He added years to our lives by making us sit down with him and play when we entered the house stressed. He made us laugh on more occasions than we can count and he melted us every time he picked out his toy for the day. He was even a hero. Our hero to be sure, but his sister Fanny’s hero when he saved her from drowning in the pool. Fanny had not been with us long––she was still a pup––and for him, I am sure, she was a pain in the butt. But when we heard him wailing––a sound he had never made––we ran outside to find him leaning over the pool’s edge trying to pull her out of the icy water with his paw. He was terrified of the water, which made his heroic act that much more special. I’m sure right after he saved her and she ran over to steal one of his stuffed babies for the umpteenth time, he thought, “What the hell did I do that for?” But he couldn’t help it. His instincts kicked in. And so have ours. Our instinct to stay close to home and mourn him. To give him his due. To stop our world and feel his absence.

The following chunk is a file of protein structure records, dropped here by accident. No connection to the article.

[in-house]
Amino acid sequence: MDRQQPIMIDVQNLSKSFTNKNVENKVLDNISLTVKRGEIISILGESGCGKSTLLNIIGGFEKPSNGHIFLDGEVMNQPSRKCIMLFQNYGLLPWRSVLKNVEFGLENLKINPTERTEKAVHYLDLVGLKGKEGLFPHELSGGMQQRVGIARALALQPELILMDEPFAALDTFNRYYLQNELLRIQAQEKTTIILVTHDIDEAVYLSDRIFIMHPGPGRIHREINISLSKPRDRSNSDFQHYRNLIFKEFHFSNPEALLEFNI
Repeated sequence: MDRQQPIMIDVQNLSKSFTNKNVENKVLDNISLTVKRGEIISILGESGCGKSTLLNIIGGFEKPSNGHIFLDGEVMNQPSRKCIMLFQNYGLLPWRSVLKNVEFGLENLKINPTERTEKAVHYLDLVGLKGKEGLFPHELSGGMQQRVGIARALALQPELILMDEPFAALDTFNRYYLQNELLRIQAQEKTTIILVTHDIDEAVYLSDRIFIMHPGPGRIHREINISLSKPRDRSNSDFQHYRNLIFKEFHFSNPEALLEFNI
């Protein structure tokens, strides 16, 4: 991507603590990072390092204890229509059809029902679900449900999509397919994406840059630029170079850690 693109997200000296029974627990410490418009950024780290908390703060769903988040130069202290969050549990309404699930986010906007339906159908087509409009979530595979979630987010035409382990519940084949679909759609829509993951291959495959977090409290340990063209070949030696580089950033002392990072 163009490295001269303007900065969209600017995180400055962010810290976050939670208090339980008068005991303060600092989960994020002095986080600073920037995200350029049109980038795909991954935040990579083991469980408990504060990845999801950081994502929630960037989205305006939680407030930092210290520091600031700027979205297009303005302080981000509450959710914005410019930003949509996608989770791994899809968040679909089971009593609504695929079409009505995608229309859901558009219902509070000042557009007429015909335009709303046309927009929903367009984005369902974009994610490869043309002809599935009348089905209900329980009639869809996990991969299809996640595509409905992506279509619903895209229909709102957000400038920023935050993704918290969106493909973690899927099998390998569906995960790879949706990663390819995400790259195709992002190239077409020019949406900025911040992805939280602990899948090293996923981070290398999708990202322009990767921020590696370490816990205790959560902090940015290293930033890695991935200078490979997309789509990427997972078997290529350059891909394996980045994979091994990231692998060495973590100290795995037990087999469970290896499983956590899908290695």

We are following our instinct to go about our business, then break down when the moment overwhelms. Our son is a camp councilor this summer, so the poor guy is struggling with the fact that he was not here when Frisker, his boy pup, left us. We will have a little service and bury Frisker’s ashes when Luke comes home. We will put them in amongst the cedar trees where Frisker happily wiled away the hours, his snout peeking out from the foliage, his fat little arse burrowed in the cool dirt.
I just took up his bowl this morning from its spot and it was as if he had just died all over again. But with the bowl tucked away, we put another foot forward. And we focus on wee Fanny who is confused and unsure of herself. She still runs out the door, stops, turns around, barks and waits for him. She loved him as much as we did. And more than that, he was her Yoda, her role model. He was a good boy. He was a good Frisker. As Colin posted on Facebook: “He was a serious dog who brought serious Joy into our lives.